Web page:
The Cairo Criminal Court sentenced Mostafa Mahmoud Abdel Haseeb to life in prison, which amounts to 25 years under the Egyptian criminal code. The prosecution had charged the defendant with murder after an extensive investigation.
Despite the ruling, the defendant can still appeal his sentence. The prosecution can also appeal the sentence if they seek tougher sentencing, such as capital punishment.
Mohamed Sayed, known among friends as ‘Darbaka,’ was killed by a policeman in Cairo’s Al Darb Al Ahmar district in February following an argument.
According to eyewitnesses, the policeman refused to pay the fare the two had agreed upon beforehand and the policeman un-holstered his gun when the argument escalated.
The spokesman for the Ministry of Interior Abu Bakr Abdel Karim said at the time that the policeman fired a warning shot in the air that hit and killed the driver, while the Cairo Security Directorate insisted the incident was a mistake.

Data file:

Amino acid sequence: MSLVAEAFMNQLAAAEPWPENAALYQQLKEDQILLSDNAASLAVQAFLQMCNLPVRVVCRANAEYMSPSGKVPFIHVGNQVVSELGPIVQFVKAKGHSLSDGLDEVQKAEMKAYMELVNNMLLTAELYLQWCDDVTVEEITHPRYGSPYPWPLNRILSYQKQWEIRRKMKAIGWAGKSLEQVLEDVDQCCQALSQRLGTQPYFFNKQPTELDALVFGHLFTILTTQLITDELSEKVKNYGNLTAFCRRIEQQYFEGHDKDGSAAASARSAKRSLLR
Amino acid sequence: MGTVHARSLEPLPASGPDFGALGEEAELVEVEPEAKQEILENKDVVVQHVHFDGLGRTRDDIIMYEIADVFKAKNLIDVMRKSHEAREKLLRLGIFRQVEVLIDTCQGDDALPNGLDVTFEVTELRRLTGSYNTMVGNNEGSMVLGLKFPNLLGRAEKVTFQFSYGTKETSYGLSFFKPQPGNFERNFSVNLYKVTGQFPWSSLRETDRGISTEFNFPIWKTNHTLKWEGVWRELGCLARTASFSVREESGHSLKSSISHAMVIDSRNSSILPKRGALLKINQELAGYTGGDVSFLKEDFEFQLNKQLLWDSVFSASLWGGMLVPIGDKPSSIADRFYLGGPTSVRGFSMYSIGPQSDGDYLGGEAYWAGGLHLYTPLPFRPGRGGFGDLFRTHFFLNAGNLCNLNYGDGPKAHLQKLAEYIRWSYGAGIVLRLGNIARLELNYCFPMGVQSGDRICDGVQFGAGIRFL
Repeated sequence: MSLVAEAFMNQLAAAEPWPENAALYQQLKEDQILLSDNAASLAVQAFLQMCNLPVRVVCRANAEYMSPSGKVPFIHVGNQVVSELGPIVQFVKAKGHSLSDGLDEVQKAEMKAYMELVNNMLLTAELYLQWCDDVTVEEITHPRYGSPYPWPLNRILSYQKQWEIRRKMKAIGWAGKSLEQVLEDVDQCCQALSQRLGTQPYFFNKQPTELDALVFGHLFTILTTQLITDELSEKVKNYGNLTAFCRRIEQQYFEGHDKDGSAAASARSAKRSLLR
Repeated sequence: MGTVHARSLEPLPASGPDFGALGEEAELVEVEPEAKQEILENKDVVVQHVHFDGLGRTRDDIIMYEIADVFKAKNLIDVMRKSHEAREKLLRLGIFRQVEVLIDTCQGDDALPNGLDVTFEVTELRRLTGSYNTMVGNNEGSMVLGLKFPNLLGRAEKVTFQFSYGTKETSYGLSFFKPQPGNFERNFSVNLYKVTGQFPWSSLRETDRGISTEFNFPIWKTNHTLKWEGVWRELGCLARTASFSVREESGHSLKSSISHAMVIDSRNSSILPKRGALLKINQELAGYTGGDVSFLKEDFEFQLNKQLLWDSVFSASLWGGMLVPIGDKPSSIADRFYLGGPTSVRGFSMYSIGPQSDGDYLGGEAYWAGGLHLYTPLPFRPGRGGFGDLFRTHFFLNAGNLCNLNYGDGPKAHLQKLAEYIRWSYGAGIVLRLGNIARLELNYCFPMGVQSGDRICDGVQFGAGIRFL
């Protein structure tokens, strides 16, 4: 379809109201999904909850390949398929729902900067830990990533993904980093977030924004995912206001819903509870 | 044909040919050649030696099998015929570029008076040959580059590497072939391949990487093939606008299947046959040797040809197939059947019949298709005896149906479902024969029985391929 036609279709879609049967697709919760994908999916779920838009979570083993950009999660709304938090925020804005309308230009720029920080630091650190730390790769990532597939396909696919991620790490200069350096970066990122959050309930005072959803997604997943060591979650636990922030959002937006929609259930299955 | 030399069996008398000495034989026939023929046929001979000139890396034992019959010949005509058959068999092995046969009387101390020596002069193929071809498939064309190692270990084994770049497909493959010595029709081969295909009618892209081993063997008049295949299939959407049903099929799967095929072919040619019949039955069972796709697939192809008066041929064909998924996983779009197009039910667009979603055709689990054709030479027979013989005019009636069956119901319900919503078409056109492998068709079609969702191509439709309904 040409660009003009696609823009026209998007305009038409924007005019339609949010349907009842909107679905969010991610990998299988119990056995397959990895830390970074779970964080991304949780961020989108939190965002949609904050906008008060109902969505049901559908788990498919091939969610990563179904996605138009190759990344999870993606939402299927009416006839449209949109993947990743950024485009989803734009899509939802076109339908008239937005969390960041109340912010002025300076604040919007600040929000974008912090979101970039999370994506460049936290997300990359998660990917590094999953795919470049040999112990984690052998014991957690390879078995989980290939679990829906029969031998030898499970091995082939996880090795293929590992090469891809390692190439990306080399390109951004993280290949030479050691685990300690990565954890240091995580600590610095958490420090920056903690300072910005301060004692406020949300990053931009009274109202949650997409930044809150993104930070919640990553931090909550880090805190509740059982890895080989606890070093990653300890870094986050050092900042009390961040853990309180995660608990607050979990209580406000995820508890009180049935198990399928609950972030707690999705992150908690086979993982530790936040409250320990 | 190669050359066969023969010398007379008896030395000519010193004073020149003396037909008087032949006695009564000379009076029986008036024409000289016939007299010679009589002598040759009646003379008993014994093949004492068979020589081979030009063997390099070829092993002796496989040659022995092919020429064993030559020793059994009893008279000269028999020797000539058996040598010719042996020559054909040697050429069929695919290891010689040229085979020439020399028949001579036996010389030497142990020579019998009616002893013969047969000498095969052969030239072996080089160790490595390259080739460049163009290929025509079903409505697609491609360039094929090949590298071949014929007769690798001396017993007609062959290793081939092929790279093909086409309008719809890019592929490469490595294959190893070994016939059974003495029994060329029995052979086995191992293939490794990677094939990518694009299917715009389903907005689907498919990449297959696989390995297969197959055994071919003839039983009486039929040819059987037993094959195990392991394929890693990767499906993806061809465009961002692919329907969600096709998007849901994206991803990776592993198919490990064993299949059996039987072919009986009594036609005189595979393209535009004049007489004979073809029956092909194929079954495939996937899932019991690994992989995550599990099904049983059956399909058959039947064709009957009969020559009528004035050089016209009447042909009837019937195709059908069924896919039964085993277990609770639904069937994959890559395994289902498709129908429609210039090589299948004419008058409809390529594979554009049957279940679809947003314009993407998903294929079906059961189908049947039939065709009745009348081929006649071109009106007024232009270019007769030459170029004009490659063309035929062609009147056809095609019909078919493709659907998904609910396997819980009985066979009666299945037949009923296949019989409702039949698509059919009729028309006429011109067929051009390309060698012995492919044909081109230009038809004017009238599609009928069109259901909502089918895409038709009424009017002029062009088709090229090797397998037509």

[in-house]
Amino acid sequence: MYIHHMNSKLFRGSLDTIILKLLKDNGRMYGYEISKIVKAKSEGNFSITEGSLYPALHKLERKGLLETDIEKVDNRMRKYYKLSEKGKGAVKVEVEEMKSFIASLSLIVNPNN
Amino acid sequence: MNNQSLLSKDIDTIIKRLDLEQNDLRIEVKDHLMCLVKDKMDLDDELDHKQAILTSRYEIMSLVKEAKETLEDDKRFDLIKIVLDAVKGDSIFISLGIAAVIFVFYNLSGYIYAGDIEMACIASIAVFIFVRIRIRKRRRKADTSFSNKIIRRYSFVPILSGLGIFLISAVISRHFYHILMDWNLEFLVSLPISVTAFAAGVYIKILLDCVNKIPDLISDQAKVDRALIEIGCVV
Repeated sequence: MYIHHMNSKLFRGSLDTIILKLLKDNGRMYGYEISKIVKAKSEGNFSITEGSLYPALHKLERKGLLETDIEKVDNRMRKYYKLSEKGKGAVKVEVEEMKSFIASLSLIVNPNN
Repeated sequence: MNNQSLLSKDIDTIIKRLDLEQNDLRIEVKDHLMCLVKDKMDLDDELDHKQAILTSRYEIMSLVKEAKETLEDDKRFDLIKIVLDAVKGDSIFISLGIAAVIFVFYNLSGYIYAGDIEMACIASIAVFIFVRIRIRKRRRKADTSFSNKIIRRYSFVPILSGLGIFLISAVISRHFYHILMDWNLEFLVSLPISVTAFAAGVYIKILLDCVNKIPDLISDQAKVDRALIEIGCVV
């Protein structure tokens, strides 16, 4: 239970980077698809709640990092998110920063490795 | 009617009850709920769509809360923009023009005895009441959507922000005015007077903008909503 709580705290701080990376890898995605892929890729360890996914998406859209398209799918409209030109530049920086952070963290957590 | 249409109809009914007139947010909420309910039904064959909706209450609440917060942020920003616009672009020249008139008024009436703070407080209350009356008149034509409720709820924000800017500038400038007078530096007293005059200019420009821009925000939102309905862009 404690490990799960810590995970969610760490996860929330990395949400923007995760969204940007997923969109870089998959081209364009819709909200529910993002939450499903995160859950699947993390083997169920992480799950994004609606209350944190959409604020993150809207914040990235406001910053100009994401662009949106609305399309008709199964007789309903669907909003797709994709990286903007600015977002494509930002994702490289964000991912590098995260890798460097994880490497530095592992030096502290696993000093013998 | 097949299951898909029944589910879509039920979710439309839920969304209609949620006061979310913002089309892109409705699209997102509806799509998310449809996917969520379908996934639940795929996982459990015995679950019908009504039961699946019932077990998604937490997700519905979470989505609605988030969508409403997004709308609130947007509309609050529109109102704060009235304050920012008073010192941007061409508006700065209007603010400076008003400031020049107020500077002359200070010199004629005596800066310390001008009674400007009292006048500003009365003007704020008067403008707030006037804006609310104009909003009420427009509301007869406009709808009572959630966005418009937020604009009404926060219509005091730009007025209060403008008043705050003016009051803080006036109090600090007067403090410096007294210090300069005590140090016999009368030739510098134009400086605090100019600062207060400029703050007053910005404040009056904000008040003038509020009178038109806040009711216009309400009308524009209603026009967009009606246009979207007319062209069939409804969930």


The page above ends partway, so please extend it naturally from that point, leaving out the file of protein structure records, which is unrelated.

Darbaka’s death came amid mounting calls for reform among Egypt’s low ranking policemen. Recent incidents among low ranking policemen, who do not have to undergo the same training and study as police officers, have included sexual harassment, beating of a doctor in a hospital, and the assault of a woman at a Cairo metro.
Following Darbaka’s death, Egypt’s President Sisi met with the Minister of Interior and demanded a crackdown on police violence and abuse.
According to a statement released by the Presidency, Sisi asked the Minister to propose a series of legislative changes to tackle “irresponsible acts by some members of the police force,” reported Al-Ahram.
In March, legislative reforms were submitted to Egypt’s new parliament to toughen punishments for police violations. The reforms are yet to be voted on.